EPJ Web Conf.
Volume 168, 2018Joint International Conference of ICGAC-XIII and IK-15 on Gravitation, Astrophysics and Cosmology
|Number of page(s)||10|
|Published online||09 January 2018|
SOGRO (Superconducting Omni-directional Gravitational Radiation Observatory)
Department of Physics, University of Maryland, College Park, MD 20742, U.S.A.
* e-mail: email@example.com
Published online: 9 January 2018
Detection of gravitational waves (GWs) from merging binary black holes (BHs) by Advanced LIGO has ushered in the new era of GW astronomy. Many conceivable sources such as intermediate-mass BH binaries and white dwarf binaries, as well as stellar-mass BH inspirals, would emit GWs below 10 Hz. It is highly desirable to open a new window for GW astronomy in the infrasound frequency band. A low-frequency tensor detector could be constructed by combining six magnetically levitated superconducting test masses. Such a detector would be equally sensitive to GWs coming from anywhere in the sky, and would be capable of resolving the source direction and wave polarization. I will present the design concept of a new terrestrial GW detector, named SOGRO, which could reach a strain sensitivity of 10−19-10−21 Hz−1/2 at 0.1-10 Hz. Seismic and Newtonian gravity noises are serious obstacles in constructing terrestrial GW detectors at frequencies below 10 Hz. I will explain how these noises are rejected in SOGRO. I will also report the progress made in designing the platform and modelling its thermal noise.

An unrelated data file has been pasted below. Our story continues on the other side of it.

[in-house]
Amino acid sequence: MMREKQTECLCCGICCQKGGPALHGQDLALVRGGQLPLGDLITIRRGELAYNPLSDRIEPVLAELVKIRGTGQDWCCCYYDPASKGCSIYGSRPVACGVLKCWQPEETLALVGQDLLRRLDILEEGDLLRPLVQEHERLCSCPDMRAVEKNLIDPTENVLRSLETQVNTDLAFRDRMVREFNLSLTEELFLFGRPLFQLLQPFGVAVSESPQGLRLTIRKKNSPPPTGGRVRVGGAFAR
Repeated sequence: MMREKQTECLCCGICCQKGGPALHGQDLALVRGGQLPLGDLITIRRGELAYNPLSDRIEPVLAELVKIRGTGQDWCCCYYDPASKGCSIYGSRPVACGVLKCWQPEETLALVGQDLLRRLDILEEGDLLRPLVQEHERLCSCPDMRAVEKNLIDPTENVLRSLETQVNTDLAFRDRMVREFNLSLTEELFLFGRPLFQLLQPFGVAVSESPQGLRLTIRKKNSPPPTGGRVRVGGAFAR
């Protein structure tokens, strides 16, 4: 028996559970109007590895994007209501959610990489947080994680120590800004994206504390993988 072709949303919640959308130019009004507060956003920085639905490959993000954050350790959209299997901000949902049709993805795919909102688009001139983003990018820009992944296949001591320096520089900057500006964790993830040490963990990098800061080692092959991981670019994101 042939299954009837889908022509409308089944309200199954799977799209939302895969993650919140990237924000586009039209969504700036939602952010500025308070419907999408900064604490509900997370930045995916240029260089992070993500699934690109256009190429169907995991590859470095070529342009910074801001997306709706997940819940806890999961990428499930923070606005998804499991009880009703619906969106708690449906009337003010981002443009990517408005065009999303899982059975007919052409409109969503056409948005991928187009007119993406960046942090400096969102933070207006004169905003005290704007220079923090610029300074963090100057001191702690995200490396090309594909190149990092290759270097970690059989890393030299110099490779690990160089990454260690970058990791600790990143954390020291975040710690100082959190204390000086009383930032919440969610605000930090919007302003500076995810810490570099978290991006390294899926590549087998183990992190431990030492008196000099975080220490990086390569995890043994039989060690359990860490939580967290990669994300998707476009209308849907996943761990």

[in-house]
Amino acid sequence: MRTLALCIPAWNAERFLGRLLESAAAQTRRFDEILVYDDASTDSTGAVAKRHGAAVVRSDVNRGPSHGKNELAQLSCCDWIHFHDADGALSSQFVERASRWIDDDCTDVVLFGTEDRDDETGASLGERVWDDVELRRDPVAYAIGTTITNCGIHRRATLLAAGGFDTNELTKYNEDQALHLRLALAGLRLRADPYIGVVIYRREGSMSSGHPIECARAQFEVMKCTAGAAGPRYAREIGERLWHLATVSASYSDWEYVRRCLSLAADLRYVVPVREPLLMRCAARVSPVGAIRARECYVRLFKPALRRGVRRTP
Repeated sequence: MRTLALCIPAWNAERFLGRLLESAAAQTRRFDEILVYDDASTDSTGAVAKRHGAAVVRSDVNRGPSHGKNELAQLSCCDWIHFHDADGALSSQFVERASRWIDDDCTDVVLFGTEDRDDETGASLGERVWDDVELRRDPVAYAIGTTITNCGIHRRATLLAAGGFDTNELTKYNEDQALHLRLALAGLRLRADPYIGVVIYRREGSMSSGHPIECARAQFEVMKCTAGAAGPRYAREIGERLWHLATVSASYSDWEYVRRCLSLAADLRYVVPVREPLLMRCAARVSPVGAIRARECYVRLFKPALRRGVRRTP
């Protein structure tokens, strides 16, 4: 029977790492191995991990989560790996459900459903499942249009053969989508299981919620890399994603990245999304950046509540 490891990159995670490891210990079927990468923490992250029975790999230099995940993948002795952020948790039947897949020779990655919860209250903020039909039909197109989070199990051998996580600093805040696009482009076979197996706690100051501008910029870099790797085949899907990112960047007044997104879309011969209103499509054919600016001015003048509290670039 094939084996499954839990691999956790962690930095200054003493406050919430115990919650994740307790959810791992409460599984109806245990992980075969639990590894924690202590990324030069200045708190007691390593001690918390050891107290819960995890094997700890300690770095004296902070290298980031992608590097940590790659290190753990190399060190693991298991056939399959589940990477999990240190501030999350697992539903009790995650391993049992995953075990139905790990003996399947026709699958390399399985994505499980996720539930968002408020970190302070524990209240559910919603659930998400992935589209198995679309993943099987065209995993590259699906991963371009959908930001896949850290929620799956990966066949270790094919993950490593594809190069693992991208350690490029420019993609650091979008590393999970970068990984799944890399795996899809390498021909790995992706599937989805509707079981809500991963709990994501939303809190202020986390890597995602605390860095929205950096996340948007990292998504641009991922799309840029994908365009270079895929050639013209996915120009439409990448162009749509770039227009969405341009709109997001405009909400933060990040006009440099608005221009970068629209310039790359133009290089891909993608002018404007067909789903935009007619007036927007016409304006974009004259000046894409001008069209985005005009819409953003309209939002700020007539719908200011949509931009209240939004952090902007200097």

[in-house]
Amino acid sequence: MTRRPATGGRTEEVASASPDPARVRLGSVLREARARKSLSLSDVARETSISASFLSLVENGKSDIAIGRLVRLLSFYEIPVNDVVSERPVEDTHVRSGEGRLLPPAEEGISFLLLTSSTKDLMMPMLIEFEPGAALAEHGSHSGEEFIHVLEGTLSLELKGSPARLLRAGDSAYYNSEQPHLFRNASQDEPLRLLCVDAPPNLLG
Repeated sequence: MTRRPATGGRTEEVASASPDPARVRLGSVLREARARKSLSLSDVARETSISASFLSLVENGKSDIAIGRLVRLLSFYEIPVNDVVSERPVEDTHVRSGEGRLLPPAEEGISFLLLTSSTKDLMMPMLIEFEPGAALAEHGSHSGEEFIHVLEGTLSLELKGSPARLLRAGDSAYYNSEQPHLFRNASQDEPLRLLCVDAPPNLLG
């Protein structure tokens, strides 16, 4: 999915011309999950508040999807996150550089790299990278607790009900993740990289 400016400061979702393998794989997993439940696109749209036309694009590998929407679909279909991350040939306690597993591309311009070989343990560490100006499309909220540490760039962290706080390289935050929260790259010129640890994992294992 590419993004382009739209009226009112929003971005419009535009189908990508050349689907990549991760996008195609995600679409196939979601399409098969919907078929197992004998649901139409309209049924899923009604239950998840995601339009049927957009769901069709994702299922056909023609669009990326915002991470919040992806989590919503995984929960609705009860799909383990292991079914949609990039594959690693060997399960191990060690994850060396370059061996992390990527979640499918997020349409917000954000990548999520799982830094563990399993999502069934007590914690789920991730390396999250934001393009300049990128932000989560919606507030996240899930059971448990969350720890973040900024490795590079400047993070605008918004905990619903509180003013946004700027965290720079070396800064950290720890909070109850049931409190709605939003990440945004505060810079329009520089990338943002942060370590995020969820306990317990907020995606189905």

© The Authors, published by EDP Sciences, 2018
This is an Open Access article distributed under the terms of the Creative Commons Attribution License 4.0, which permits unrestricted use, distribution, and reproduction in any medium, provided the original work is properly cited. (http://creativecommons.org/licenses/by/4.0/).
Current usage metrics show cumulative count of Article Views (full-text article views including HTML views, PDF and ePub downloads, according to the available data) and Abstracts Views on Vision4Press platform.
Data correspond to usage on the plateform after 2015. The current usage metrics is available 48-96 hours after online publication and is updated daily on week days.
Initial download of the metrics may take a while.